F to be smooth. This purple map is called the transition map. In a similar

vein, if F is bijective, we say it is a diﬀeomorphism if both it and its inverse

are smooth (i.e. the transition map is a diﬀeomorphism). Diﬀeomorphism is an

equivalence relation on smooth structures.

A A bit about continuity

When we think about continuity intuitively, we often use the deﬁnition “if you

can draw the graph of the function without lifting up your pen, then it is

continuous. This of course has its limitations, though it still follows from the

formal deﬁnition:

Deﬁnition 14 (ε − δ continuity). A function f : (X, d) → (Y, d

0

) between

metric spaces is a continuous at a point a ∈ X if and only if for all ε > 0 there

exists a δ > 0 such that for all x ∈ X we have

d(a, x) < δ =⇒ d

0

(f(a), f(x)) < ε.

In the case f is continuous at all x ∈ X, we call f itself continuous.

Intuitively, this deﬁnition says that for any small perturbation in Y (the ε), we

can ﬁnd a small perturbation in X (the δ) which f takes inside the perturbation

in Y . That is, the perturbation in Y is controlled by that X.

10

Perhaps the word “perturbation” is not very accurate or well-thought out, but

let us make another deﬁnition to ease our notation:

Deﬁnition 15 (Open ball). Let (X, d) be a metric space and let a ∈ X. An

open ball around a of radius δ > 0 is the set

B(a; δ) := {x ∈ X : d(a, x) < δ}

Now, this deﬁnition should not be anything special, but we notice that the

d(a, x) < δ occurs in our deﬁnition for continuity, so lets simply re-write the

deﬁnition now with this new notation.

Deﬁnition 16 (Re-writing of continuity). A function f : (X, d) → (Y, d

0

) be-

tween metric spaces is continuous at a point a ∈ X if and only if for all ε > 0

there exists a δ > 0 such that for all x ∈ X we have

x ∈ B(a; δ) =⇒ f(x) ∈ B(f(a); ε),

or equivalently,

f[B(a; δ)] ⊆ B(f (a); ε)

Now this deﬁnition conveys a ﬁne subtlety that was not apparent when we were

staring at the distance functions. Suppose f is continuous at a ∈ X. Then

according to the above newly-notated deﬁnition we have that for any ε > 0 we

have a δ > 0 such that

B(a; δ) ⊆ f

−1

[B(f(a); ε)] := {x ∈ X : f (x) ∈ B(f (a); ε)},

that is, the pre-image of any ε-ball around f (a) is a neighbourhood of a (by

“neighbourhood” here, we mean a subset containing a and an open ball around

a of some radius).

Suppose N

0

is a neighbourhood of f(a) – that is, it contains an ε-ball around

f(a). Then we see that by virtue of the observation above, the pre-image of N

0

is a neighbourhood N of a. In conclusion, we have:

f continuous at a =⇒ pre-images of neighbourhoods of f (a) are neighbourhoods of a.

Now we ask outselves, “what about the converse?” Well, let’s suppose that

pre-images of neighbourhoods of f(a) are neighbourhoods of a:

Let ε > 0 and consider the ball N

0

:= B(f(a); ε) around f(a). It is true that

every open ball is a neighbourhood of each of its points (exercise!), so by our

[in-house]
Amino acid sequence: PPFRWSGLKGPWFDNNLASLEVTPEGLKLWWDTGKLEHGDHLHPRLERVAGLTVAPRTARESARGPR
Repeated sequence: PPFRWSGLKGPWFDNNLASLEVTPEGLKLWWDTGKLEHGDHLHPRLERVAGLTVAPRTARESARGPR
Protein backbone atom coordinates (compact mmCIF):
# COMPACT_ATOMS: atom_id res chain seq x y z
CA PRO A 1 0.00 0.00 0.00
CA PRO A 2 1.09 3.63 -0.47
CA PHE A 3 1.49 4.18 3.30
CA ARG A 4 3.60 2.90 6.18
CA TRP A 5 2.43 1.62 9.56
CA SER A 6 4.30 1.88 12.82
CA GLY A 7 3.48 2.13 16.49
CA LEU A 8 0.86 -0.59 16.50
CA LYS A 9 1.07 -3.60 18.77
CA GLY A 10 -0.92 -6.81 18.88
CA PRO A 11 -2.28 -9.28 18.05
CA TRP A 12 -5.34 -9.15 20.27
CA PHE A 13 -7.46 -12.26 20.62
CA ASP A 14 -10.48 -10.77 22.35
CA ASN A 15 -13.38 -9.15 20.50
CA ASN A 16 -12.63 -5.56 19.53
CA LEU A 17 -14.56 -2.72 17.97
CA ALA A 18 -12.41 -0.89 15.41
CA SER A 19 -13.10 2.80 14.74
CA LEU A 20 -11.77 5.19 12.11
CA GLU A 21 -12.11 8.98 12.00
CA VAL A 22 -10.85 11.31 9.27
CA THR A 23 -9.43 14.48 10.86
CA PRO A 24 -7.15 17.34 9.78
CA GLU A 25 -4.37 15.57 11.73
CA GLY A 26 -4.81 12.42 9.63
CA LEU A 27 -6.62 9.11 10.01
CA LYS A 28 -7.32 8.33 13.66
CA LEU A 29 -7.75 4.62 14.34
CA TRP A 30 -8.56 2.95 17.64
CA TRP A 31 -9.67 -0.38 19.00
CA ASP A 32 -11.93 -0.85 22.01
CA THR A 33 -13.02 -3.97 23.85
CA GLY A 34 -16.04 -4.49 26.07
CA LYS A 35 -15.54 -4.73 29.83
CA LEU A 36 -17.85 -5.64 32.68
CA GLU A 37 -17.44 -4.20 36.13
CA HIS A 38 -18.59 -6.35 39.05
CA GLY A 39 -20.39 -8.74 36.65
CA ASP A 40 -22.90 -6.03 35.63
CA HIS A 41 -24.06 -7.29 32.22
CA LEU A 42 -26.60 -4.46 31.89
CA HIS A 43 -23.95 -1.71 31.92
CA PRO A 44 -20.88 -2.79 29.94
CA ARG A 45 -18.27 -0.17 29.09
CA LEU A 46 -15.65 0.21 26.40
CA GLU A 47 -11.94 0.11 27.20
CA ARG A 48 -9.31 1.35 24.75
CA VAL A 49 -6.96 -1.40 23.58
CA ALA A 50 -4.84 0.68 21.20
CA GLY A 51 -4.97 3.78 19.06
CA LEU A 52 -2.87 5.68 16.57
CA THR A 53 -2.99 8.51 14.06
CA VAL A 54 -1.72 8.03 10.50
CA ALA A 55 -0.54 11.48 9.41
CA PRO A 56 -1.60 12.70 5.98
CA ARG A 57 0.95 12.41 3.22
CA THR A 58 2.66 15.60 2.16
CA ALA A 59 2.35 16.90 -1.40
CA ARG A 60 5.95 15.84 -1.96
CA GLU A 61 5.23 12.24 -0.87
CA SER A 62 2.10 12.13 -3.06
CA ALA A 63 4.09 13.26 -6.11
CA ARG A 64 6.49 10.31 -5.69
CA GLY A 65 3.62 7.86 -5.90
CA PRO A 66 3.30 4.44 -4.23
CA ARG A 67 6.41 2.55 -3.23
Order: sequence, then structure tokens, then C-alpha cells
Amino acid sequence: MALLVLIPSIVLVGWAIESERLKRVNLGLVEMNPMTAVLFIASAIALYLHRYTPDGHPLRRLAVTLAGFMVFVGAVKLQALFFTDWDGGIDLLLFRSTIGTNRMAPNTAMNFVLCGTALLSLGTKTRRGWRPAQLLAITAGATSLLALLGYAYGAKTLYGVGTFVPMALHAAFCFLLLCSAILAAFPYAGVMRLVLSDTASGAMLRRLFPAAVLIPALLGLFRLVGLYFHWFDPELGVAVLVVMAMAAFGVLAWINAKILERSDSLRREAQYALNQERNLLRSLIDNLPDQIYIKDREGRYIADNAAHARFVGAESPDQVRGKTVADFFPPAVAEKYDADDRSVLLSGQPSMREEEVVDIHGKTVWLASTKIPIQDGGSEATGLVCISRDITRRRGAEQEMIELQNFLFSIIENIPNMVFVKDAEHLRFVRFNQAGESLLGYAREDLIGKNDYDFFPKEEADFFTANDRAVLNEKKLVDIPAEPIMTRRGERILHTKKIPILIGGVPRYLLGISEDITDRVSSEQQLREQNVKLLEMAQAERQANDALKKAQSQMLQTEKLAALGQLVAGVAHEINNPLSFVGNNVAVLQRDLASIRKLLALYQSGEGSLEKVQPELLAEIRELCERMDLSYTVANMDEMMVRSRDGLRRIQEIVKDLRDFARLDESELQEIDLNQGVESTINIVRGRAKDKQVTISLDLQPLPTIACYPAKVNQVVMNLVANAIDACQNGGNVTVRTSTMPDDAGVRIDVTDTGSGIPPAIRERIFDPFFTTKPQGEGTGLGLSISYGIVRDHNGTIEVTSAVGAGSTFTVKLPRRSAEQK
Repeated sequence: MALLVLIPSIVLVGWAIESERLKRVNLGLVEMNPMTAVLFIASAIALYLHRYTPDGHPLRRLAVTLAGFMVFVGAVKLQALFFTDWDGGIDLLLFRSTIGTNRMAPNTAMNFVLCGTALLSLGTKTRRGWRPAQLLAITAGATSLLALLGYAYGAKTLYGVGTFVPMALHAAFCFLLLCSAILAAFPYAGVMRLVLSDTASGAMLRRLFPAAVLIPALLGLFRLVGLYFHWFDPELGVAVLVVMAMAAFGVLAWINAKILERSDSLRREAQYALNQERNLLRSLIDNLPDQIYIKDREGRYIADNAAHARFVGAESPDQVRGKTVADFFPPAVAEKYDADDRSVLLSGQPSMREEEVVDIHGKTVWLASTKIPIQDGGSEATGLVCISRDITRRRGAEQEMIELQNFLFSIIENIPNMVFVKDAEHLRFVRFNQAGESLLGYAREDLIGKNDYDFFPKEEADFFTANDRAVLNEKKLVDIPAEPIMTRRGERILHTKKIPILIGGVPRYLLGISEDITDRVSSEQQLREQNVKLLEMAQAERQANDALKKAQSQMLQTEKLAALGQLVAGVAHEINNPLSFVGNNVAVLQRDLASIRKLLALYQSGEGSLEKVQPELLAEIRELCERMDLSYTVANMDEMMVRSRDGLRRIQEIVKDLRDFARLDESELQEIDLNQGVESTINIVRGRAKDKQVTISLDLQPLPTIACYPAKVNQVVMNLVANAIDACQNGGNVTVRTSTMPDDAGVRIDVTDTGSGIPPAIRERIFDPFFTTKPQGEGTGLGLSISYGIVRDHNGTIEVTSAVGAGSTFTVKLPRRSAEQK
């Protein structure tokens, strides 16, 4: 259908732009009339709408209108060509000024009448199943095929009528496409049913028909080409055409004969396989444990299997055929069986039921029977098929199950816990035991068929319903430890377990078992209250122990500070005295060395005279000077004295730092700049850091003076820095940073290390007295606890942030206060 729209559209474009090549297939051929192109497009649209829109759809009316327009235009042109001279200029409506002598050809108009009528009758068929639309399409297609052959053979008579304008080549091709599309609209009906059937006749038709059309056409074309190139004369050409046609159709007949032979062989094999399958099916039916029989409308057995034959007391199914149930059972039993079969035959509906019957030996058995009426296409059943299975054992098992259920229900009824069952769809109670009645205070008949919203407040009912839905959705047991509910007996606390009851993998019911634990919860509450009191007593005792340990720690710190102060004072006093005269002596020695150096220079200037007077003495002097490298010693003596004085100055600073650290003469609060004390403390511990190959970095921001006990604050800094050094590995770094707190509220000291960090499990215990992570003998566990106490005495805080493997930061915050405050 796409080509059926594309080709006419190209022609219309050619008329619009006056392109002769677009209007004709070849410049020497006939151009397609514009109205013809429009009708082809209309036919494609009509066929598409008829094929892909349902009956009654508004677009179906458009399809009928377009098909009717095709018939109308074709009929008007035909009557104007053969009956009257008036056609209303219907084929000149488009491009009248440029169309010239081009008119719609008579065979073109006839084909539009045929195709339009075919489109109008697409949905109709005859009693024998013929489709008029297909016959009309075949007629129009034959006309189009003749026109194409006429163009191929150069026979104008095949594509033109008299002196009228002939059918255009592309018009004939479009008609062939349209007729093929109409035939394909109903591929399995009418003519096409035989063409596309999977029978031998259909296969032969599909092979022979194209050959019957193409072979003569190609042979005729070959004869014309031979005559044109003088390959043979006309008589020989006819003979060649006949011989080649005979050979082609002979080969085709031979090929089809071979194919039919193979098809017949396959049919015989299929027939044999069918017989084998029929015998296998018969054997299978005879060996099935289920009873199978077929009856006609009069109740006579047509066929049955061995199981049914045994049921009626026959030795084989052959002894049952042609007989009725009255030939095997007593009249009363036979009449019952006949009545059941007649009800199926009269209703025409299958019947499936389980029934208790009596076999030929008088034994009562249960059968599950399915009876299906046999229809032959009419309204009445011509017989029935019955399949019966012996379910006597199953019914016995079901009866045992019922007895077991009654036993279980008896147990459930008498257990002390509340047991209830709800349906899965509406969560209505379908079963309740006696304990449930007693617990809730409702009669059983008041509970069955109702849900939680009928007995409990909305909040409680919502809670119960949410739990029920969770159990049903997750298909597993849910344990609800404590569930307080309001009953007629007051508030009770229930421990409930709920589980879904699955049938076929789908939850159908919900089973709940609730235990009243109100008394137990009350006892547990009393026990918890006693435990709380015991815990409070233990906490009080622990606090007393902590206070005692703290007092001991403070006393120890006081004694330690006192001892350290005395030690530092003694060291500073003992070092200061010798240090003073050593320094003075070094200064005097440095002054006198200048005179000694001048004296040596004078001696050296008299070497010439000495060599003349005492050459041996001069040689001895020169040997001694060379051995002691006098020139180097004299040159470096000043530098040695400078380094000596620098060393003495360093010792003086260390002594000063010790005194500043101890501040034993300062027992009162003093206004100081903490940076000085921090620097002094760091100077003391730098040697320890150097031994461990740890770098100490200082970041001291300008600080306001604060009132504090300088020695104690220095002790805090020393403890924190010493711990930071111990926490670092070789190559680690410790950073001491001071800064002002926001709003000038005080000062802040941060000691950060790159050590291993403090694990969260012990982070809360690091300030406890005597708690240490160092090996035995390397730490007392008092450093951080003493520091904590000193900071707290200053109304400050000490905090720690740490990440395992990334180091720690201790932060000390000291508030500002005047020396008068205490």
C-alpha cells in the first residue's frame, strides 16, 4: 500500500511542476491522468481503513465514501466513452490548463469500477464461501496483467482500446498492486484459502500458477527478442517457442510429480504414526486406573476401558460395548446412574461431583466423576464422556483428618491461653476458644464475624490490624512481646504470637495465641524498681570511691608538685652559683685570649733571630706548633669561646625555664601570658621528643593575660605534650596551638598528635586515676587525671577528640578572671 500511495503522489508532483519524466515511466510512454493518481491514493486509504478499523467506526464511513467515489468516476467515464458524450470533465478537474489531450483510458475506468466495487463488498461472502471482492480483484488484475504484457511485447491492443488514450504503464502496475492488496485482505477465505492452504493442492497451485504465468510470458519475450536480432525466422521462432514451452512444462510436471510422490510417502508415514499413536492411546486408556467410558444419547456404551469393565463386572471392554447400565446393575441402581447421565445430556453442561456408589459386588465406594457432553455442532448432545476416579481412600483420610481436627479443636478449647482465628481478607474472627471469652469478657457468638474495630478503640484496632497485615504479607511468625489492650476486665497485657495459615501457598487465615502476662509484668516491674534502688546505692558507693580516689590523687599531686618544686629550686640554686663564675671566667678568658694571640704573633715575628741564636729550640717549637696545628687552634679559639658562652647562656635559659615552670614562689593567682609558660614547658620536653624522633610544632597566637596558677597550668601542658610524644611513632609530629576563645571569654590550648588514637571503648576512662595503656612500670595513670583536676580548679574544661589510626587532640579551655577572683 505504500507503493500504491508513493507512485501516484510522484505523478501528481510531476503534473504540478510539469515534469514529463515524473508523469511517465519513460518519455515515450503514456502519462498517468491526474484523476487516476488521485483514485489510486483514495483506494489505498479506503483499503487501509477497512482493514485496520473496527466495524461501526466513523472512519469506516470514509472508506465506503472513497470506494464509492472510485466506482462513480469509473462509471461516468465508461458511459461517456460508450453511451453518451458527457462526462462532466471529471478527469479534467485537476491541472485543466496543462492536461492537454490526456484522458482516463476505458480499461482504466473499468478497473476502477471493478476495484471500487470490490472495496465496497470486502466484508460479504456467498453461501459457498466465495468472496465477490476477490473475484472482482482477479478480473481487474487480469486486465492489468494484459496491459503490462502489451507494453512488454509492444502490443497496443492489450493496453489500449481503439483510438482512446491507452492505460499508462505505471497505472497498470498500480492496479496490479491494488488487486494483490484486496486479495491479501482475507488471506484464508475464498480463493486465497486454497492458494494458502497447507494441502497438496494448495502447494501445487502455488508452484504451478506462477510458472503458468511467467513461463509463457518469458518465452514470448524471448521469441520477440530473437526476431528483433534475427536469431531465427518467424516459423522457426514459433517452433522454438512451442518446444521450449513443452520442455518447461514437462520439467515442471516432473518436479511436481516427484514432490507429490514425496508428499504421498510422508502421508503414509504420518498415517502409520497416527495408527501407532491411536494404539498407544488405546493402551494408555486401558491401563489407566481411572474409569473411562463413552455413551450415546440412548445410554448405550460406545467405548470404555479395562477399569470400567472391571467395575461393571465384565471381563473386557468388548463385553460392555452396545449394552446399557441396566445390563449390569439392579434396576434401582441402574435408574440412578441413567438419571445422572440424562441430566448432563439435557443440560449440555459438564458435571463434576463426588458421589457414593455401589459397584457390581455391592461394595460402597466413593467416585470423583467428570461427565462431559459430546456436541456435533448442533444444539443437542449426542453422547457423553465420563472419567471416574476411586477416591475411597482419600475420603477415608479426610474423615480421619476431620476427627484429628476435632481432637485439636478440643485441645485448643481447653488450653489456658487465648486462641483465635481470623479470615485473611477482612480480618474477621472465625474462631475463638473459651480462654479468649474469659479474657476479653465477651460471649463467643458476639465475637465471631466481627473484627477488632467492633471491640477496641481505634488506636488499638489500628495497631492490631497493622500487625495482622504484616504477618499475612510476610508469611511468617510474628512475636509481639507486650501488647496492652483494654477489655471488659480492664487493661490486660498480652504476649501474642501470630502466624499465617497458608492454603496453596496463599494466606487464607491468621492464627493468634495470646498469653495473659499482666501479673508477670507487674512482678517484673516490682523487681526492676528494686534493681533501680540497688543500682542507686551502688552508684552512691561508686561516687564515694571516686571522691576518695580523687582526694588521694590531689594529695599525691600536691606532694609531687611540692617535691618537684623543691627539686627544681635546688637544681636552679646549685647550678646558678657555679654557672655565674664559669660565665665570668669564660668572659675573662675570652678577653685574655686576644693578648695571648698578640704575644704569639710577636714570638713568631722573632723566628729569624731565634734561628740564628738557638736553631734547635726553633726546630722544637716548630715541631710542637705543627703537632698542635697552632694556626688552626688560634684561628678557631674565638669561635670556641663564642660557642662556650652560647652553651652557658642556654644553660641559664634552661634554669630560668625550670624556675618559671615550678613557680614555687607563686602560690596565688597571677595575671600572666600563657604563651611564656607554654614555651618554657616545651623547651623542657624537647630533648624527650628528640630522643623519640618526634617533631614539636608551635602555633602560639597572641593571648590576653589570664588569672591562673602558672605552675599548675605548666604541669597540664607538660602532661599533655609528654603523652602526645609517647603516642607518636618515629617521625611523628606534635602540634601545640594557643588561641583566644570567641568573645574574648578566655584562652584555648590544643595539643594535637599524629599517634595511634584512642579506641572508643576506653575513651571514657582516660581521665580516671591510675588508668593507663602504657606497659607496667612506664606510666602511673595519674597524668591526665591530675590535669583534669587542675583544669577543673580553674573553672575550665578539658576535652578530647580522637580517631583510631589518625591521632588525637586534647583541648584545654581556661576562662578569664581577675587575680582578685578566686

assumption, the pre-image N := f

−1

[B(f(a); ε)] is a neighbourhood of a. By

deﬁnition of a neighbourhood, N contains a ball B(a; δ) around a, and it is clear

then that f(N ) ⊆ N

0

and hence f is continuous at a. Summarily:

11

Theorem 2 (Neighbourhood deﬁnition). A function f : (X, d) → (Y, d

0

) is

continuous at a ∈ X if and only if pre-images of neighbourhoods of f(a) are

neighbourhoods of a.

Proof. The proof is embedded in the text above.

Now we are not done here, though we might as well be. Consider the following

generalization of an open ball:

Deﬁnition 17 (Open subset). A subset O ⊆ X of a metric space (X, d) is an

open set if and only if it is a neighbourhood of each of its points.

For example, an open ball is an open set, or even the arbitrary union of open

sets. Indeed:

Theorem 3. A subset O ⊂ X of a metric space (X, d) is open if and only if it

is a union of open balls.

Proof. Suppose O is open. Then for each x ∈ O there exists an open ball

B(x; δ

x

) ⊆ O. It follows that O =

S

x∈O

B(x; δ

x

). On the other hand, suppose

O is a union of open balls. Each x ∈ O is in an open ball, just call it B, which

is also an open set (by an exercise). Hence we have a B(x; δ) ⊆ B. Hence O is

a neighbourhood of each x ∈ O, and is open.

With this in mind, we want to phrase continuity in terms of open sets, rather

than open balls or neighbourhoods. So we ﬁnally consider the following charac-

terization:

Theorem 4 (Open set deﬁnition). A function f : (X, d) → (Y, d

0

) is continuous

if and only if the pre-images of open sets in Y are open in X.

Proof. Suppose f is continuous and let O ⊆ Y be an open set in Y . For each

x ∈ f

−1

[O] we have that O is a neighbourhood of f(x). By continuity of f and

Theorem 2, f

−1

[O] is a neighbourhood of x. Hence f

−1

[O] is open in X.

On the other hand, suppose the pre-image of each open set in Y is open in X.

Let a ∈ X, and our goal will now be to show that f is continuous at a. Let N

0

be

a neighbourhood of f (a), then it contains an open ball B with f (a) ∈ B ⊆ N

0

.

Because B is open, its pre-image N := f

−1

[B] is also open by assumption, and

thus is a neighbourhood of a. Hence f

−1

[N

0

] contains a neighbourhood of a

Thus f is continuous at a. Because a was arbitrary, f is continuous.

Now the conclusion here is that continuity only depends on the metric as much

as it depends on the open sets. The metric gives rise to open balls which give

rise to neighbourhoods which give rise to open sets, all of which we can deﬁne

continuity by.

12

In the ﬁeld of topology, we ignore the metric and open balls, but deﬁne the

system of neighbourhoods or open sets of a space. We use observations about

open sets in metric spaces to characterize open sets (the collection of which we

call a topology), and it just so happens our characterization of open sets allow

for more general spaces than metric spaces. That is to say, every metric space

is a topological space, but not the other way around. In a topological space,

Theorem 4 functions as the deﬁnition of continuity.

13